When a person receives a DUI conviction, the judge can impose up to the maximum jail time allowable for a DUI offense. Conversely, with respect to a DUI case, the judge cannot impose less than the mandatory minimum jail time.

Regarding a DUI arrest, how much time do I have to contact an attorney?

If you were not able to contact an attorney while you were jail, you should get in touch a DUI lawyer as soon as possible after you get out of jail. Since there are some legal procedures that take place very soon after your release from jail, time can truly be of the essence.

If my blood alcohol concentration is less than .08%, can I still lose my driver's license?

It's certainly possible for a person to lose his or her driver's license with a blood alcohol concentration under .08%. A person, however, usually loses his or her license as a consequence of a previous DUI conviction or for a related offense. Generally speaking, in order for an individual's driver's license to be automatically suspended, his or her blood alcohol content must be .08 or greater while driving.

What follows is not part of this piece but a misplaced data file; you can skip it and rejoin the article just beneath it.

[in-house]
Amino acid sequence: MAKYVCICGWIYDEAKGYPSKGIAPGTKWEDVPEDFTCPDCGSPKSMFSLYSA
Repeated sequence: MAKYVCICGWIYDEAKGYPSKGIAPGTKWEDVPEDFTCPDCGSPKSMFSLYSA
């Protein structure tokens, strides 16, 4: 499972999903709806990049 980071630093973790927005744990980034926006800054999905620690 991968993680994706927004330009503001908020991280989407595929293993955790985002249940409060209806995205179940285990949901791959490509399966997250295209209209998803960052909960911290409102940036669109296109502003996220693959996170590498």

I'm simply going To plead guilty to my DUI. Why do I need a DUI attorney?

Concerning a DUI arrest, maybe the biggest mistake a person can make is to automatically plead guilty in court. Without a DUI lawyer to represent an individual, he or she is basically giving up all of his or her rights for legal representation in court and is, in essence, accepting whatever happens.

This can become a big mistake that can negatively affect an individual's future employment opportunities and his or her ability to get insurance for his or her vehicle, to travel as freely as he or she desires, to own a vehicle, to get a professional license in his or her chosen line of work, to get "good" credit ratings, and many other important issues in life of which he or she may not be immediately aware.

In most states, a DUI conviction will remain on a person's driving record for a minimum of five years. During this time, the person may be quite "handicapped" when experiencing any or all of the "scenarios" given above. In a word, a DUI defense attorney is quite important in providing the legal representation an individual needs in a DUI case.